The Coca-Cola of war

“Of all the weapons in the vast Soviet arsenal, nothing was more profitable than Avtomat Kalashnikova model of 1947, more commonly known as the AK-47 or Kalashnikov. It’s the world’s most popular assault rifle, a weapon all fighters love. An elegantly simple 9 pound amalgamation of forged steel and plywood, it doesn’t break, jam or overheat. It will shoot whether it’s covered in mud or filled with sand. 

“It’s so easy, even a child can use it – and they do. The Soviets put the gun on a coin. Mozambique put it on their flag. Since the end of the Cold War, the Kalashnikov has become the Russian people’s greatest export. After that comes vodka, caviar, and suicidal novelists.

“One thing’s for sure – nobody was lining up to buy their cars.”

Lord of War, 2005

It’ll be a short note today – I’m in the middle of writing up this month’s issue of Zero Hour Alert.

But I’ve a question to ask you before I get back to it.

Would you have invested in Kalashnikov in the 1950s (known back then as Izhmash), if you’d known how successful the AK-47 would be?

There are an estimated 200 million Kalashnikov rifles in existence today. The weapon is used by dozens of standing armies, let alone insurgent groups and criminals, and has become an icon of armed conflict. It’s the Coca-Cola of weaponry, and gained significant cultural recognition in art and film.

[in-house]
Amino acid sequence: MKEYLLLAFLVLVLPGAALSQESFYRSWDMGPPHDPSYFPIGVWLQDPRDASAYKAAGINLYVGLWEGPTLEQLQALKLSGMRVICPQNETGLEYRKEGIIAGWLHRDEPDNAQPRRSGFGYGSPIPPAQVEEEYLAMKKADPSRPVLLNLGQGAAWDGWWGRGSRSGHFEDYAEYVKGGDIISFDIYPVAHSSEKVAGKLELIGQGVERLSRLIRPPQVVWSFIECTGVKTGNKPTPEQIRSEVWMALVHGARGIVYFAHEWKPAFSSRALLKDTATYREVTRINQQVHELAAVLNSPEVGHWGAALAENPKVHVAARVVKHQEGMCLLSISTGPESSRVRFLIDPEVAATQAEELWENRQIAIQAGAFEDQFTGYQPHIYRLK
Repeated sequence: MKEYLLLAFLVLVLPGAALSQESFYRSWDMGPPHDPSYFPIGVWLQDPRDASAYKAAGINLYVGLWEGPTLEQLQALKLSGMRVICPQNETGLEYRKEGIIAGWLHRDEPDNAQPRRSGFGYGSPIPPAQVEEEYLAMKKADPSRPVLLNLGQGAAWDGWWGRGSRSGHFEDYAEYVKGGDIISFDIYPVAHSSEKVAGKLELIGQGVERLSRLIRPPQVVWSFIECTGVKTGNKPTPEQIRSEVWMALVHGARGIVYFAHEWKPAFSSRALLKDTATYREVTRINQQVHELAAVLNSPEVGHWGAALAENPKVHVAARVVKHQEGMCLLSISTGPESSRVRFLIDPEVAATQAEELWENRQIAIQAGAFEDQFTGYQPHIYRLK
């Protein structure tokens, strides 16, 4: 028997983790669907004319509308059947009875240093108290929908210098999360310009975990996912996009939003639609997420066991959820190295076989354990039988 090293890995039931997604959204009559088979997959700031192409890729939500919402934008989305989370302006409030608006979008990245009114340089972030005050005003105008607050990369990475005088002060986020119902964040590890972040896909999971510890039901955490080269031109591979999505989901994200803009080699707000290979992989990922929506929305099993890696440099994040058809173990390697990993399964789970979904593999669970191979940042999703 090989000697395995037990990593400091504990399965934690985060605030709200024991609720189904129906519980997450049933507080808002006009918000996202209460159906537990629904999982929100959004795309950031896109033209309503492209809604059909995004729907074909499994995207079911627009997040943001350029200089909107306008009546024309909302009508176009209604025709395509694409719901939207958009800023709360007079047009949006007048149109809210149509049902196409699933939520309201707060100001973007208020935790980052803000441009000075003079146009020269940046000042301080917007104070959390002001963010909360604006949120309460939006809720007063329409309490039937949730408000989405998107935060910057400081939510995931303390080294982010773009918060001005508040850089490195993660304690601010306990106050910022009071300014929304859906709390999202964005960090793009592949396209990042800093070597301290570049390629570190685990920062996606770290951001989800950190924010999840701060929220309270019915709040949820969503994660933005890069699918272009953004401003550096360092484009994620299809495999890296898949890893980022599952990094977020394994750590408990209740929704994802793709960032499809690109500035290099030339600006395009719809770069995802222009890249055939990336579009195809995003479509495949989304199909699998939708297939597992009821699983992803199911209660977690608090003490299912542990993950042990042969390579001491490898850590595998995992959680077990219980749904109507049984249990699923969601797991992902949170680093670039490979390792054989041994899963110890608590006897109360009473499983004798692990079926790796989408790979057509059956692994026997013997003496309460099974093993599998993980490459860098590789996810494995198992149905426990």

As a result, it’s been involved in pretty much every armed conflict since it was revealed to the world in 1956. If you could make such an investment, it would probably be about as far from “ethical investing” as you can get.

It was impossible to invest in Kalashnikov at the time of course – the Soviet Union was vehemently anti-capitalist, and had no stockmarket.

But I ask because I think I’ve found the Kalashnikov’s spiritual successor. Just as the AK was born at the beginning of the first Cold War, a new device has been created just as we go into Cold War II, and by my reckoning it’ll be just as disruptive.

Thankfully, subscribers to Zero Hour Alert need not ask themselves such difficult questions, for there are ways of harnessing the trend without funding the spread of such devices. And small, niche companies that defend against them stand to gain significantly…

Speaking of tiny companies with massive upside potential, my colleague Sam Volkering has found a tiny British stock he reckons is set to boom. But he’s being very guarded about the details, going on about some “compound” out in the British countryside which nobody knows about.

Highly unusual behaviour, and it’s stoked considerable curiosity around the office. He’s going live with his findings on Friday – though he’ll be in touch with more details soon.

All the best,

Boaz Shoshan
Editor, Capital & Conflict

Category: Geopolitics

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